Are You a Person of Your Word?
- Tuesday, August 13, 2013
“Above all, my brothers and sisters, do not swear—not by heaven or by earth or by anything else. All you need to say is a simple ‘Yes’ or ‘No.’ Otherwise you will be condemned.” (James 5:12 TNIV)
When people want to lament the decline in morals in this country, they typically point out upswings in violence (especially to the unborn), promiscuous sex (of both hetero- and homo- varieties), and perhaps our enslavement to greed and consumerism. Without denying any of those trends, I wonder if more attention needs to be paid to being people of integrity—whose word and promises can be trusted. After all, the Ten Commandments include not only prohibitions against murder, adultery, and coveting but also against bearing false witness.
The passage in James 5 is a quotation from the Sermon on the Mount (Matt. 5:37). The context in both cases is about taking oaths (not about cussing). The point is not so much a prohibition, as our Quaker and Mennonite friends have often thought, against solemnly swearing in a lawcourt that something is true, but rather against the notion that certain kinds of oaths are less binding than others (see Matt. 5:33-36). If that was the problem afflicting some of the Pharisees, Jesus explains, then don’t use oaths at all. Just be so trustworthy that if you say you will do something, then you will do it.
My grandfather was a very successful businessman in a small-to-medium-sized town in Iowa. He died in 1984 at the age of 84, when I was 29. I remember him more than once talking about how back before World War II, in his community, there were few of the elaborate contracts of today, just friends’ words to each other. You promise to buy this land by such-and-such a date and you have the money to the seller on time. You promise to deliver certain goods to a retailer and you never shortchange them. The vast majority of the time the system worked, whether the person was a Christian or not.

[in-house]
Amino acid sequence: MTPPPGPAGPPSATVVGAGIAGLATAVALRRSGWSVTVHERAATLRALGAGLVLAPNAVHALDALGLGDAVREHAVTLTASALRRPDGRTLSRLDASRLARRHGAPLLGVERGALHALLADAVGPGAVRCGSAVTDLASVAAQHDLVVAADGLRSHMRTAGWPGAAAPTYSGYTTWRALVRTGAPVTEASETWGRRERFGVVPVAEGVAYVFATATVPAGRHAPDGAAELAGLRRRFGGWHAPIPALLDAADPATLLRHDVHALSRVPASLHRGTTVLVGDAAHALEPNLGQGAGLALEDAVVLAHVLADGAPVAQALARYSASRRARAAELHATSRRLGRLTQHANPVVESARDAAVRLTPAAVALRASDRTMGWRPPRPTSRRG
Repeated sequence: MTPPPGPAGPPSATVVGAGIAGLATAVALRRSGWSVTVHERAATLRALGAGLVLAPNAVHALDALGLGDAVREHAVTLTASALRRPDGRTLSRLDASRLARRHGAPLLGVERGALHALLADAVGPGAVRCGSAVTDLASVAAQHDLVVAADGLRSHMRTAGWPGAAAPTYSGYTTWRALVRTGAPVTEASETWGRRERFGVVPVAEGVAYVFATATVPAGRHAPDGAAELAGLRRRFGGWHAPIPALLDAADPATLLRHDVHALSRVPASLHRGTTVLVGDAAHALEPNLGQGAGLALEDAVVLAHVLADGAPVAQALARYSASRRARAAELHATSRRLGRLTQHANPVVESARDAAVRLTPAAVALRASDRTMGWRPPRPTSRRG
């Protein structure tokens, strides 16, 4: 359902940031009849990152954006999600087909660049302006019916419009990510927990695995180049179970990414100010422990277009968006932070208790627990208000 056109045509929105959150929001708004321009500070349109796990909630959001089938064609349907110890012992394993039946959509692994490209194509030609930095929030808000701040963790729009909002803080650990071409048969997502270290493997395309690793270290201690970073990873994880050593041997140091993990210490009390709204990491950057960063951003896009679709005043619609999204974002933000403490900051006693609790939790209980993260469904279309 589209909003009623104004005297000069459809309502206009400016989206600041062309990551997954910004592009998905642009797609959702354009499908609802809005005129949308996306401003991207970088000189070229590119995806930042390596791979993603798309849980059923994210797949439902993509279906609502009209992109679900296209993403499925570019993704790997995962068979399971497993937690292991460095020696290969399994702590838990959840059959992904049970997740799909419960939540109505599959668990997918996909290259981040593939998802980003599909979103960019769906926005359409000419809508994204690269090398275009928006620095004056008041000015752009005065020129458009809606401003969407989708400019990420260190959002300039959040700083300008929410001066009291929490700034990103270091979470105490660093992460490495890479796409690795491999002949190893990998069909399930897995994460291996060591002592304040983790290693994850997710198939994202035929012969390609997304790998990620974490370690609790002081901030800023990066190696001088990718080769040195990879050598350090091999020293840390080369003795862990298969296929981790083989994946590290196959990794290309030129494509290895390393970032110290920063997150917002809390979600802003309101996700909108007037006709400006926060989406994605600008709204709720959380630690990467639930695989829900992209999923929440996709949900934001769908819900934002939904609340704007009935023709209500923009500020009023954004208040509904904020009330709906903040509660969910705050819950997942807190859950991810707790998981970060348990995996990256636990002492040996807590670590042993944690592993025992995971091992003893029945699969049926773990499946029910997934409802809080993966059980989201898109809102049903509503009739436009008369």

After the war, my grandpa would continue, some people started to renege often enough on such deals that now they needed to be sealed with a handshake. Then, somewhere in the mid-60s, as he was getting ready to retire, more and more formal contracts were coming to be written for people to sign, because handshakes weren’t always a reliable guide to people’s follow-through on their commitments. Today, even signatures mean little in some circles, so we have endless litigation by people suing those who have reneged on formal contracts.
I had a disturbing conversation with a group of Christians recently that I led in a case study about a situation in which a Christian job applicant reneged on a promise to accept a job if offered it, in favor of a more attractive offer that had subsequently emerged. About half of the group saw nothing wrong with that, since no contract had yet been signed. Even more disturbing was the fact that some saw nothing wrong with leaving a brand-new job after just having signed a contract and after having made a verbal multi-year commitment (not in the contract), again in favor of a more attractive position.
Is it any wonder so many marriages these days end in divorce, not as they used to after years of struggle and hurt, but at the slightest sign of personal inconvenience? I met a divorcee in her mid-thirties recently who initiated proceedings after only a two-year marriage because her husband failed to keep a tidy home and this showed his “profound disrespect for her,” because she had repeatedly asked him to keep things cleaner. I probed to see if there wasn’t anything more serious than that but there wasn’t. I asked if they had tried counseling and she replied, “Oh yes, as soon as he heard I was talking about divorce, he insisted we go for counseling. We went a few times. But my heart had already checked out, so I didn’t see any point in continuing.”
What I wanted to ask but didn’t was “So why should anyone ever believe you again when you promise to do something for them, especially if it is something much less solemn than a promise to stay in a marriage for life?”
James and Jesus teach us that if we promise to do something and have it within our power to carry it out, then we are to do it, period. End of discussion. Become known as somebody so trustworthy that you don’t even need to shake hands, much less sign a contract. People know you’re a person of your word. And it’s striking how strongly they phrase the alternative: In James: “otherwise you will be condemned.” In Matthew: “anything beyond this comes from the evil one.” Ouch!
Dr. Craig L. Blomberg serves as Distinguished Professor of New Testament at Denver Seminary.
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